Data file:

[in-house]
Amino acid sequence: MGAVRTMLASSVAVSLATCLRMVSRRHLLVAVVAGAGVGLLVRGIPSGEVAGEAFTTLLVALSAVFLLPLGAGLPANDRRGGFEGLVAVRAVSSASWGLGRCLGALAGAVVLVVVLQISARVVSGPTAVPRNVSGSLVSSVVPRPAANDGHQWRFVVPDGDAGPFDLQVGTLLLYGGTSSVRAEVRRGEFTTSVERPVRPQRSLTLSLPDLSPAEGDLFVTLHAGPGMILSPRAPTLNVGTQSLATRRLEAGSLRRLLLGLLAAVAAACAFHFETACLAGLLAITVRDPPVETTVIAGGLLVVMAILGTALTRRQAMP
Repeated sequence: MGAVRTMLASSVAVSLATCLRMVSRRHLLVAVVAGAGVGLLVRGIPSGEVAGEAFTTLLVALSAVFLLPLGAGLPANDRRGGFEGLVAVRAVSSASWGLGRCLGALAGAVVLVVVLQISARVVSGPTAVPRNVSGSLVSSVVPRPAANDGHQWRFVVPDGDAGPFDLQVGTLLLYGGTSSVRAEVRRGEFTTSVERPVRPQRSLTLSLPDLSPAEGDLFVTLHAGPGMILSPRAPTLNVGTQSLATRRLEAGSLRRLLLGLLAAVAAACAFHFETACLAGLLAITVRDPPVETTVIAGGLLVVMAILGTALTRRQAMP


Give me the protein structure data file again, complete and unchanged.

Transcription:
[in-house]
Amino acid sequence: MGAVRTMLASSVAVSLATCLRMVSRRHLLVAVVAGAGVGLLVRGIPSGEVAGEAFTTLLVALSAVFLLPLGAGLPANDRRGGFEGLVAVRAVSSASWGLGRCLGALAGAVVLVVVLQISARVVSGPTAVPRNVSGSLVSSVVPRPAANDGHQWRFVVPDGDAGPFDLQVGTLLLYGGTSSVRAEVRRGEFTTSVERPVRPQRSLTLSLPDLSPAEGDLFVTLHAGPGMILSPRAPTLNVGTQSLATRRLEAGSLRRLLLGLLAAVAAACAFHFETACLAGLLAITVRDPPVETTVIAGGLLVVMAILGTALTRRQAMP
Repeated sequence: MGAVRTMLASSVAVSLATCLRMVSRRHLLVAVVAGAGVGLLVRGIPSGEVAGEAFTTLLVALSAVFLLPLGAGLPANDRRGGFEGLVAVRAVSSASWGLGRCLGALAGAVVLVVVLQISARVVSGPTAVPRNVSGSLVSSVVPRPAANDGHQWRFVVPDGDAGPFDLQVGTLLLYGGTSSVRAEVRRGEFTTSVERPVRPQRSLTLSLPDLSPAEGDLFVTLHAGPGMILSPRAPTLNVGTQSLATRRLEAGSLRRLLLGLLAAVAAACAFHFETACLAGLLAITVRDPPVETTVIAGGLLVVMAILGTALTRRQAMP